The Last Leprechaunby June Calvin
John Blayne wants nothing to do with marriage-and certainly nothing to do with Beth Longford. But despite his efforts to remain indifferent, he finds himself coming to her aid. Will he decide to reform his ways...before it costs him the love of his life?
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Elizabeth Longford knew that her childhood friend, John Blayne, thought of nothing now except his own sensual pleasures. He was no longer the wonderful lad she had grown up with. But John is now the Earl of Wayneathe, and only he has the power to help her save the cherished forest in which they played as children - and where she once caught sight of a leprechaun, even though they lived in London instead of Ireland. Beth's father has let his anger overwhelm all reasoning. He insists that he lost everything due to a curse by the leprechaun. The only thing he does blame the leprechaun for is the death of his only son, Terry. Terry's death he blames on John. ........................ John used to believe in leprechauns, but now he believes in nothing and no one. When Beth arrives for help, John had no intention of assisting her or anyone else. But Beth is more than John's match and it does not take her long to persuade him to come see the woods and all that her father is doing to destroy them. John sees not only the devastation of his childhood playgrounds, but also the madness within Beth's father. John is wise enough to fear for Beth and her mother's very lives! ......................... Still believing his childhood glimpse of a leprechaun had been nothing but his youthful imagination, John returns to the woods where Beth insists the little man still roams. Beth told John clearly that Shamus, the leprechaun, would not show himself to a human, especially a male human. Since acorns do not naturally fall sideways to hit people, John must admit that the woods still hold magic. As time goes by and John actually meets and visits with Shamus, John is left with several problems to solve. What can John do to protect Beth and her mother? How can he save the woods that mean so much to Beth? How can he stop a madman from destroying the area? How can he get Shamus back to Ireland safely? And most importantly, how can he convince Beth to marry him when she has vowed never to marry again? .................... ***** I was not sure if I would like a Regency Romance with a leprechaun in it. They just do not seem as magical to me as faeries and water sprites do. (Must be due to all those horrid Lucky Charms cereal commercials.) But this enchanting tale of romance hooked me within the first few pages and I SO wanted to believe. Shamus's story on why he is stuck in the human realm, banished from the land of the faery, is very well done. I even caught a glimpse of water sprites and of the queen herself! This story will remain with me for a long time to come. I simply must hunt up more novels by this talented author. Outstanding! *****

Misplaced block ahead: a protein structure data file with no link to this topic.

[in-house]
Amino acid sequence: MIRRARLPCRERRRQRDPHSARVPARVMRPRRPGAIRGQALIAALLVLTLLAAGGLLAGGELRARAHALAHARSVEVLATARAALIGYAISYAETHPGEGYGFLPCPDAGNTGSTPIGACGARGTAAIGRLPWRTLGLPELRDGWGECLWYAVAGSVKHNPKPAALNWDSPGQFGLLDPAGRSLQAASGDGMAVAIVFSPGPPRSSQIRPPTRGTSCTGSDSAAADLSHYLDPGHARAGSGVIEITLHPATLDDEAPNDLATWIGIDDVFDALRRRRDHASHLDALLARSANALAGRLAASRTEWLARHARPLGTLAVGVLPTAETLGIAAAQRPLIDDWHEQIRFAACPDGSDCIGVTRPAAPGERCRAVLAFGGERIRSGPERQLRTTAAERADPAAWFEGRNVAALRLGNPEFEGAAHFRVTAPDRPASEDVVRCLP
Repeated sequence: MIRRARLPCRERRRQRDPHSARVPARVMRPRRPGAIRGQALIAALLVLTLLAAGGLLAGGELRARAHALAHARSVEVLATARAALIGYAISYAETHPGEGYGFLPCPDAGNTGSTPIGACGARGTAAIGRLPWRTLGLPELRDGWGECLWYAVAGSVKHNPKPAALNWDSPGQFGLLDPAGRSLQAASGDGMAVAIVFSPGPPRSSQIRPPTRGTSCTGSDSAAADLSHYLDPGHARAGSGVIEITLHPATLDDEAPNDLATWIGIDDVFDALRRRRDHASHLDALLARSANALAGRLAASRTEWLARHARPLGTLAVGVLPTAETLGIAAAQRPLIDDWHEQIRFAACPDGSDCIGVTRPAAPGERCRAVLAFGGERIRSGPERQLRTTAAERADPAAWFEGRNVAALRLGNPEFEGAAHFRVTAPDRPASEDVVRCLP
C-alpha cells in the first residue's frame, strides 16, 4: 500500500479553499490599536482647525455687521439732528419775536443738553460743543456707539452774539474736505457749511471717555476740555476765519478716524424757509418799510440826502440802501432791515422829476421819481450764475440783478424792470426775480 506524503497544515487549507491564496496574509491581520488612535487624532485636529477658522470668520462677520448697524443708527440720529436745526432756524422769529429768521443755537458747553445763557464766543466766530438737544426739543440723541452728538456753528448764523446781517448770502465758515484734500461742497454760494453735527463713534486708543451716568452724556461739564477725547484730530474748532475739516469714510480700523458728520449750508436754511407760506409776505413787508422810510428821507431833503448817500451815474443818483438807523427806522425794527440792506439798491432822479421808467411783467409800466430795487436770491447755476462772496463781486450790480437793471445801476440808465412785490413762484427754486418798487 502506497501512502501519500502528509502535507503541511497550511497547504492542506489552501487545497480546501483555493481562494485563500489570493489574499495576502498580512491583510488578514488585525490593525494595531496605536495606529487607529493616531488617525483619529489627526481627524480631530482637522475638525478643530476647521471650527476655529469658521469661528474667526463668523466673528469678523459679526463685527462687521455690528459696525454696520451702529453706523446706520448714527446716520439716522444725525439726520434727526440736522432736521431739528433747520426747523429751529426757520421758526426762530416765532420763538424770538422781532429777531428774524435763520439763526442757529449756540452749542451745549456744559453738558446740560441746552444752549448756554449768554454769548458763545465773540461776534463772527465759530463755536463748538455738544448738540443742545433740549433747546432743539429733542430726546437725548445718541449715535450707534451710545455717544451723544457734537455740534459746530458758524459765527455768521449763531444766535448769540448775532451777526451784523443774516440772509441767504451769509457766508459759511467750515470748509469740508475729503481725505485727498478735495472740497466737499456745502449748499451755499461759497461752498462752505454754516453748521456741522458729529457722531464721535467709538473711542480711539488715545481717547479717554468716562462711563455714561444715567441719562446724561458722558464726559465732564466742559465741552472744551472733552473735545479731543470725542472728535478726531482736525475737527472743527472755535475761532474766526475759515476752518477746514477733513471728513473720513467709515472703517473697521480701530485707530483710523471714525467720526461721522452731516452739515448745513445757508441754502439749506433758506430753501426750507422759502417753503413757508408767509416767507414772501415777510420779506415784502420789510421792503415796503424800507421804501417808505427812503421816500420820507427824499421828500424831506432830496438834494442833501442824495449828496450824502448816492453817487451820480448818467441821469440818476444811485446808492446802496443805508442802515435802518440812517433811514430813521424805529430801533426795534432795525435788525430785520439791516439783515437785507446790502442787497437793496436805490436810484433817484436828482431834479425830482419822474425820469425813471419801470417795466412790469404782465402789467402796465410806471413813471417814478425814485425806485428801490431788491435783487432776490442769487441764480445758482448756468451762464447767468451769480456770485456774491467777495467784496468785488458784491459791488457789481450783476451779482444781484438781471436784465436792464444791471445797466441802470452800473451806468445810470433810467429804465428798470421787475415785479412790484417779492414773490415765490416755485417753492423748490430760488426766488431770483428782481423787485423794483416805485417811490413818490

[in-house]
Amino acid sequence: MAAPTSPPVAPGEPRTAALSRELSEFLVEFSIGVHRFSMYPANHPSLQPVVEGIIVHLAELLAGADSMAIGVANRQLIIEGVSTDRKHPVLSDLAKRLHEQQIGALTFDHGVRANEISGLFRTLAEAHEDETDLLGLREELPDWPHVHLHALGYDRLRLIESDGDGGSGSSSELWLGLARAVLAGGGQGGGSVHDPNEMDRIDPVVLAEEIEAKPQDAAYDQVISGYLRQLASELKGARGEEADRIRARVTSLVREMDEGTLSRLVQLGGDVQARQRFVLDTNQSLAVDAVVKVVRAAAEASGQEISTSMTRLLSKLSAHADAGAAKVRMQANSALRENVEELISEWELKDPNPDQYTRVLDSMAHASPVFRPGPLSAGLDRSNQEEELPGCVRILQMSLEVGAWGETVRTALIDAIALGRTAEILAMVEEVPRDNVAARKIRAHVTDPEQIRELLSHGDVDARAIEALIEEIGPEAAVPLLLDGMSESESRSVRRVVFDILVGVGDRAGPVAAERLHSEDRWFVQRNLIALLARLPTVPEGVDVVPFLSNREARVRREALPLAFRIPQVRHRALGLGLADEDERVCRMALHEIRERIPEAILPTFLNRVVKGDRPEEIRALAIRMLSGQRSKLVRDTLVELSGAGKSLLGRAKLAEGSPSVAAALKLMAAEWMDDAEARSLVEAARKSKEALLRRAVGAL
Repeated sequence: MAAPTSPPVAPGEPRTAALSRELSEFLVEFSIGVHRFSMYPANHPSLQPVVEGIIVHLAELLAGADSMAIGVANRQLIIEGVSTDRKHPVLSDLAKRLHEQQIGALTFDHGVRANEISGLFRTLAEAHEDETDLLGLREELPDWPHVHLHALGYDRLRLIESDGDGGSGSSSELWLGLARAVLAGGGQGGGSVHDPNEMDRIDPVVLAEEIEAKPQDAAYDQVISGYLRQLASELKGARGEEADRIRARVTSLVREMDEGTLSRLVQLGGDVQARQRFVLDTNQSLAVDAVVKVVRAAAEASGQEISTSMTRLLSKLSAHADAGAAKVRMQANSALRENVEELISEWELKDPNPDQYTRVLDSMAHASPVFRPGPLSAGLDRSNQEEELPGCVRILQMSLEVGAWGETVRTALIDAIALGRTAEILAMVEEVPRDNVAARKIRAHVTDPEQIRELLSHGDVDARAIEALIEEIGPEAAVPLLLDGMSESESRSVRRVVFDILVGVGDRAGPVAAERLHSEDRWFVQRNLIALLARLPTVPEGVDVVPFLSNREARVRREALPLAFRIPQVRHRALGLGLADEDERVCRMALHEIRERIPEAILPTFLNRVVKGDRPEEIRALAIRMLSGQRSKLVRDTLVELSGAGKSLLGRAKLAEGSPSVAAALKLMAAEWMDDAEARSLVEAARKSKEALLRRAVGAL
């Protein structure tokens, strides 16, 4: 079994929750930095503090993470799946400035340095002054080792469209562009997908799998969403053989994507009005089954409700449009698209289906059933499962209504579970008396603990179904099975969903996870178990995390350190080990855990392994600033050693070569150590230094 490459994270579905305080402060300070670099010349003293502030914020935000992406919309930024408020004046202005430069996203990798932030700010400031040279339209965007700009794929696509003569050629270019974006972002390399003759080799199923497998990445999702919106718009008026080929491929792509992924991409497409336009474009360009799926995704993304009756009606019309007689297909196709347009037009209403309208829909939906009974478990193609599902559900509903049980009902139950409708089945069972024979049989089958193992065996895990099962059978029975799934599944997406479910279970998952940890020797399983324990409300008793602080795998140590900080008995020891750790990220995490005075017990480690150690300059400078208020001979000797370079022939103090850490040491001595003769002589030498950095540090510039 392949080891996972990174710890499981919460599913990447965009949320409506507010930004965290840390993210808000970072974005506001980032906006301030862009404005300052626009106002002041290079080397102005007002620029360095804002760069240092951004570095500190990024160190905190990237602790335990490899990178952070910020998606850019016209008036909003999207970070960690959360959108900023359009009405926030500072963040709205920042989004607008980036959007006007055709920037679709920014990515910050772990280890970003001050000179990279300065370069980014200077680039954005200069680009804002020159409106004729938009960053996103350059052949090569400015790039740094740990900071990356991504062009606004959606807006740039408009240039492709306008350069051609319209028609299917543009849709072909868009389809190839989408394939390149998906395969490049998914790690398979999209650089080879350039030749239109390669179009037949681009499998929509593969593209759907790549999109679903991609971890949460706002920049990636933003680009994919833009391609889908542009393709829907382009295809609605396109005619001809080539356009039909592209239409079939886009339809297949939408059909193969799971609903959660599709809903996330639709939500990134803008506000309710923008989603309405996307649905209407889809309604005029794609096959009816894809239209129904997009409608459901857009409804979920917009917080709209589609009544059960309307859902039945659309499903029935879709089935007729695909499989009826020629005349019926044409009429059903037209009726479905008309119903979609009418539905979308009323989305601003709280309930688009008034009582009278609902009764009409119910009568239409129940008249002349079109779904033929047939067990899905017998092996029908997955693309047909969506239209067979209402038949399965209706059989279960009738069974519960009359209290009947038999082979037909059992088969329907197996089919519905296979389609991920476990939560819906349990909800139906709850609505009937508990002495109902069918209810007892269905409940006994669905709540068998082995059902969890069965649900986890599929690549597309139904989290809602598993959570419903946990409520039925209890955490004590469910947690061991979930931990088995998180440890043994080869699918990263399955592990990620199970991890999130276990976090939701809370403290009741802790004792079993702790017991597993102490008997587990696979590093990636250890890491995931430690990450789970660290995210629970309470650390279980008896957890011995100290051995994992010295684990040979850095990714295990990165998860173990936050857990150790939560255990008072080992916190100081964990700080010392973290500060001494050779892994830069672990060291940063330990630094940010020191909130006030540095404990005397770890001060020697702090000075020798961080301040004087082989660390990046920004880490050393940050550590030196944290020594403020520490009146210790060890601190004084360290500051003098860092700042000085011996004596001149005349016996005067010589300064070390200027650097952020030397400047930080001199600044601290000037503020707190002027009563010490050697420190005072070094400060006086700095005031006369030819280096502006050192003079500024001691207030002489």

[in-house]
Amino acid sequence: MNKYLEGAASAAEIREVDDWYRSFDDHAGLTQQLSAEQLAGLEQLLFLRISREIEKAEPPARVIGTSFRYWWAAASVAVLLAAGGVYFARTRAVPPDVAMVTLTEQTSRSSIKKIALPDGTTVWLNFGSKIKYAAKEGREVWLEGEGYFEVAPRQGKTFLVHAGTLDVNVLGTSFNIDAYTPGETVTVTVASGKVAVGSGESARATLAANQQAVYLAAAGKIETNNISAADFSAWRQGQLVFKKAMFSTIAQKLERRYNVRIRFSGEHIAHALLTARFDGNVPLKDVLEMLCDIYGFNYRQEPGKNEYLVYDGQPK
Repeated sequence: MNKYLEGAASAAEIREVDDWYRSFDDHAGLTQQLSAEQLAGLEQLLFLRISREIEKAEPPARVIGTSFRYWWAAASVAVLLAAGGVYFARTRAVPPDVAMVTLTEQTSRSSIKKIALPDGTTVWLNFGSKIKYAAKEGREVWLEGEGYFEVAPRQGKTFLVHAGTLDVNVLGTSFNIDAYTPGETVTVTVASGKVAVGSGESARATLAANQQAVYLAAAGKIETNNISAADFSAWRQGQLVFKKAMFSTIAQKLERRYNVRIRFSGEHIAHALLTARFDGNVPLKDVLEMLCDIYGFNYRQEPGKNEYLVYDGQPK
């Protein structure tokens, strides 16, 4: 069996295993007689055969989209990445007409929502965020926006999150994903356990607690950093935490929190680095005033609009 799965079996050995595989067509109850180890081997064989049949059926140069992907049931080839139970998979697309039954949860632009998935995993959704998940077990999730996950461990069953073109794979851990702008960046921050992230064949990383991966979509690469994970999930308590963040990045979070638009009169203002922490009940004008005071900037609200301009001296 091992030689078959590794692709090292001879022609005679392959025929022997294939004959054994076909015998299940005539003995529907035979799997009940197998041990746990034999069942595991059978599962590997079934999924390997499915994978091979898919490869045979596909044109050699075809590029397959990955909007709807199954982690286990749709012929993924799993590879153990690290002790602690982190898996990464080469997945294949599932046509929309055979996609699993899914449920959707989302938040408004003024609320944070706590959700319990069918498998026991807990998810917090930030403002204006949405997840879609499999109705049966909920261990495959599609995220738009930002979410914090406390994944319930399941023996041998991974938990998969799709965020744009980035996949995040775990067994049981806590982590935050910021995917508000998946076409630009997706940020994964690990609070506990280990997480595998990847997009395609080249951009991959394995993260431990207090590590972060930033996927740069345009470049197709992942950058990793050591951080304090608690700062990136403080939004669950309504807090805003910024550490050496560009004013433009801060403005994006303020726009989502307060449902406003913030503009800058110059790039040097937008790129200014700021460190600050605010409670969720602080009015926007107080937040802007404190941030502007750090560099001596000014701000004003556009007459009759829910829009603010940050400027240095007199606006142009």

Those who enjoy a Regency romance with a touch of the supernatural will love June Calvin's delightful The Last Leprechaun. As the title suggests, this is the tale of the last leprechaun--and it is the story of the two humans who struggle to rescue him from extinction. However, although the leprechaun serves as the fulcrum of the story, it is the romance that is the story's focus. In order to stop her father's plan to destroy the ancient forest on his lands, young widow Elizaeth Longford seeks the aid of her distant cousin John Blayne, Earl of Wayneathe. Only Lord Wayneathe, as her father's heir, has the power to stop the desecration of the primeval woodland and the destruction of the forest creatures, among them the last remaining leprechaun. Beth is certain John will help her because he is the only other person who has seen such a creature, and Beth seeks him as her ally. Unfortunately, when Beth arrives at John's home, she finds the person she remembers as a kind and caring boy has grown into a dissolute care-for-nothing, bent on a life of sensual pleasure in the company of his depraved acquaintances. It is only when he begins to see his friends through Beth's eyes that John listens to her plea for help in saving the forest land. As he follows her in her crusade to save the woodlands, John finds his redemption in a return to the values of his youth and the love he finds with Beth. Calvin's ability with the language and her skill in developing believable characters prevent this story from becoming merely a trite little fairy story. Although the story of the leprechaun is fantasy, throughout the novel is the very subtle theme of saving the natural environment not only for future generations of humankind but also for the creatures to whom it really belongs.